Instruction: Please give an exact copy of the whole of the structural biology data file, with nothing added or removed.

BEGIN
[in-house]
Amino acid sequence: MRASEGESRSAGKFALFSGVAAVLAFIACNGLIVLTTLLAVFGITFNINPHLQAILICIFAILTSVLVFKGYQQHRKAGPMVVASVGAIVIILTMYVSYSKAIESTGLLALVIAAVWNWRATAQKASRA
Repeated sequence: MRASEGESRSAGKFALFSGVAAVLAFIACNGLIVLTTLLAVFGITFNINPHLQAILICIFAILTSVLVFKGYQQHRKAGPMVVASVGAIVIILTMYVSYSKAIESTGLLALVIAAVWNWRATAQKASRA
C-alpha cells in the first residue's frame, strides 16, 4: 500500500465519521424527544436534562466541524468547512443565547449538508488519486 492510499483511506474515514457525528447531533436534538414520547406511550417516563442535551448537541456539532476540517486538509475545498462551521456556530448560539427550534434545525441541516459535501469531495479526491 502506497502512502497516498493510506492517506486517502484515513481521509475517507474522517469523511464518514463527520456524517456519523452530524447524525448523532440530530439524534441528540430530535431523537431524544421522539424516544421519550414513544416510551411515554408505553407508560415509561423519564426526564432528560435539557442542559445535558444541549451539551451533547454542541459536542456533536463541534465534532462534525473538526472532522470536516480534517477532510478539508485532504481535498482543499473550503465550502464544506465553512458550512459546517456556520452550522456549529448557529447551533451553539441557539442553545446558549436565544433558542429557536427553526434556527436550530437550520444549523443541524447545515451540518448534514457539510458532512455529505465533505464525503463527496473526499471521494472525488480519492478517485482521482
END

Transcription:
[in-house]
Amino acid sequence: MRASEGESRSAGKFALFSGVAAVLAFIACNGLIVLTTLLAVFGITFNINPHLQAILICIFAILTSVLVFKGYQQHRKAGPMVVASVGAIVIILTMYVSYSKAIESTGLLALVIAAVWNWRATAQKASRA
Repeated sequence: MRASEGESRSAGKFALFSGVAAVLAFIACNGLIVLTTLLAVFGITFNINPHLQAILICIFAILTSVLVFKGYQQHRKAGPMVVASVGAIVIILTMYVSYSKAIESTGLLALVIAAVWNWRATAQKASRA
C-alpha cells in the first residue's frame, strides 16, 4: 500500500465519521424527544436534562466541524468547512443565547449538508488519486 492510499483511506474515514457525528447531533436534538414520547406511550417516563442535551448537541456539532476540517486538509475545498462551521456556530448560539427550534434545525441541516459535501469531495479526491 502506497502512502497516498493510506492517506486517502484515513481521509475517507474522517469523511464518514463527520456524517456519523452530524447524525448523532440530530439524534441528540430530535431523537431524544421522539424516544421519550414513544416510551411515554408505553407508560415509561423519564426526564432528560435539557442542559445535558444541549451539551451533547454542541459536542456533536463541534465534532462534525473538526472532522470536516480534517477532510478539508485532504481535498482543499473550503465550502464544506465553512458550512459546517456556520452550522456549529448557529447551533451553539441557539442553545446558549436565544433558542429557536427553526434556527436550530437550520444549523443541524447545515451540518448534514457539510458532512455529505465533505464525503463527496473526499471521494472525488480519492478517485482521482